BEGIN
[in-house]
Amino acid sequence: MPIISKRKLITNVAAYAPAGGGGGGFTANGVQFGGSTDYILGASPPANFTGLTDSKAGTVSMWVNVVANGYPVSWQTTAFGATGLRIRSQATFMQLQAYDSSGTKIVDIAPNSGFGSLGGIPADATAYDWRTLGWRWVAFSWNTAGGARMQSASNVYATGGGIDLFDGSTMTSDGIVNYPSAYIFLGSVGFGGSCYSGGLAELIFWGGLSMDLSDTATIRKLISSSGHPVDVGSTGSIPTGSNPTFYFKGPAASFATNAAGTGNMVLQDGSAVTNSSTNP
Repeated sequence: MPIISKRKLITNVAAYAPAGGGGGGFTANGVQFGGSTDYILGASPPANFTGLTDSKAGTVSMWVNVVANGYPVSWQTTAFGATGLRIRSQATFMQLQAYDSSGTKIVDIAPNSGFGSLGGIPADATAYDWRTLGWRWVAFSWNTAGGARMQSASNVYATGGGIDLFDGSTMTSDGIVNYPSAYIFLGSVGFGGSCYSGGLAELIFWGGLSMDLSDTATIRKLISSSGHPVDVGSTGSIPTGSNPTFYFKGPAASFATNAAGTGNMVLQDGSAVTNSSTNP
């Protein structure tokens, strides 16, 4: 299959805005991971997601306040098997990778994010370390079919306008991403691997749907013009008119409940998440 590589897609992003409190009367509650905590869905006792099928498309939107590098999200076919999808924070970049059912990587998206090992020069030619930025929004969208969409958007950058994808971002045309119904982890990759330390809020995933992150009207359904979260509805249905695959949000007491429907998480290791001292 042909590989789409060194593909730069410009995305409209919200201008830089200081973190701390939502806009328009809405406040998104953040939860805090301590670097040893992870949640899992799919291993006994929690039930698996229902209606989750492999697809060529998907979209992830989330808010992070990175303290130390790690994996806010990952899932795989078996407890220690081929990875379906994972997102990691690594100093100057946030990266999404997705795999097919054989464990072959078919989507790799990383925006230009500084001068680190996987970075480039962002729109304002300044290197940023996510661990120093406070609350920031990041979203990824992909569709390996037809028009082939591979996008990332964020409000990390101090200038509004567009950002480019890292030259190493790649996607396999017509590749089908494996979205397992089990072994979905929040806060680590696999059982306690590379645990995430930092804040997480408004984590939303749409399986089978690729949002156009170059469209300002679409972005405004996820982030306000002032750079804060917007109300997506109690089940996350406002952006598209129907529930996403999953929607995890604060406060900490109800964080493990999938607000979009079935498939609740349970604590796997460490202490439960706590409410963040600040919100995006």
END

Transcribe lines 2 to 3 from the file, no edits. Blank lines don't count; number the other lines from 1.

Amino acid sequence: MPIISKRKLITNVAAYAPAGGGGGGFTANGVQFGGSTDYILGASPPANFTGLTDSKAGTVSMWVNVVANGYPVSWQTTAFGATGLRIRSQATFMQLQAYDSSGTKIVDIAPNSGFGSLGGIPADATAYDWRTLGWRWVAFSWNTAGGARMQSASNVYATGGGIDLFDGSTMTSDGIVNYPSAYIFLGSVGFGGSCYSGGLAELIFWGGLSMDLSDTATIRKLISSSGHPVDVGSTGSIPTGSNPTFYFKGPAASFATNAAGTGNMVLQDGSAVTNSSTNP
Repeated sequence: MPIISKRKLITNVAAYAPAGGGGGGFTANGVQFGGSTDYILGASPPANFTGLTDSKAGTVSMWVNVVANGYPVSWQTTAFGATGLRIRSQATFMQLQAYDSSGTKIVDIAPNSGFGSLGGIPADATAYDWRTLGWRWVAFSWNTAGGARMQSASNVYATGGGIDLFDGSTMTSDGIVNYPSAYIFLGSVGFGGSCYSGGLAELIFWGGLSMDLSDTATIRKLISSSGHPVDVGSTGSIPTGSNPTFYFKGPAASFATNAAGTGNMVLQDGSAVTNSSTNP